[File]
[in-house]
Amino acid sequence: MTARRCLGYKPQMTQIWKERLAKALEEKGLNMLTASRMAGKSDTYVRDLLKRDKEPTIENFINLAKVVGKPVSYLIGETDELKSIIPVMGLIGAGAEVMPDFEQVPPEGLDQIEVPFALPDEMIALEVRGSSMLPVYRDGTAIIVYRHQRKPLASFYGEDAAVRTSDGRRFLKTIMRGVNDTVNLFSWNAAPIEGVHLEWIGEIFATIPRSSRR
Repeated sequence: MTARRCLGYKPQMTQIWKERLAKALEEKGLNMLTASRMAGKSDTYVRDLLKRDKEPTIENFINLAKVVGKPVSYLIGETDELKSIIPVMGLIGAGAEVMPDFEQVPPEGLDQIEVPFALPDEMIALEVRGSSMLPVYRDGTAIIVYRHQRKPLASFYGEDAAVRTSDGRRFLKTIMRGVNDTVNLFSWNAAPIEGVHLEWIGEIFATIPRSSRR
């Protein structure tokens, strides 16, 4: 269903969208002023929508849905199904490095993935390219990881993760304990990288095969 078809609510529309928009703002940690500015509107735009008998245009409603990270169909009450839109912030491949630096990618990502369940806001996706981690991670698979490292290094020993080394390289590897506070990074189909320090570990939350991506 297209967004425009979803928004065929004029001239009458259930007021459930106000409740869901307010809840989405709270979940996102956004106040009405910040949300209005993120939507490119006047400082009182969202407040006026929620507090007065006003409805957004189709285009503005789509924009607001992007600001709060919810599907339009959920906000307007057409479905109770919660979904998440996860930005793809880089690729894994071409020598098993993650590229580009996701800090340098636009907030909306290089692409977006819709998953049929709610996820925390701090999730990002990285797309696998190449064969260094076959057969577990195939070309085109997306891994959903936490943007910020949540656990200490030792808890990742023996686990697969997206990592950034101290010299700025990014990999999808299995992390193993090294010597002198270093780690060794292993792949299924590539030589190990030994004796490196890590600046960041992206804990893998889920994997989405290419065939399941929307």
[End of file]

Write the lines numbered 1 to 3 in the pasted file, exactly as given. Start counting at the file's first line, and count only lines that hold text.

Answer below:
[in-house]
Amino acid sequence: MTARRCLGYKPQMTQIWKERLAKALEEKGLNMLTASRMAGKSDTYVRDLLKRDKEPTIENFINLAKVVGKPVSYLIGETDELKSIIPVMGLIGAGAEVMPDFEQVPPEGLDQIEVPFALPDEMIALEVRGSSMLPVYRDGTAIIVYRHQRKPLASFYGEDAAVRTSDGRRFLKTIMRGVNDTVNLFSWNAAPIEGVHLEWIGEIFATIPRSSRR
Repeated sequence: MTARRCLGYKPQMTQIWKERLAKALEEKGLNMLTASRMAGKSDTYVRDLLKRDKEPTIENFINLAKVVGKPVSYLIGETDELKSIIPVMGLIGAGAEVMPDFEQVPPEGLDQIEVPFALPDEMIALEVRGSSMLPVYRDGTAIIVYRHQRKPLASFYGEDAAVRTSDGRRFLKTIMRGVNDTVNLFSWNAAPIEGVHLEWIGEIFATIPRSSRR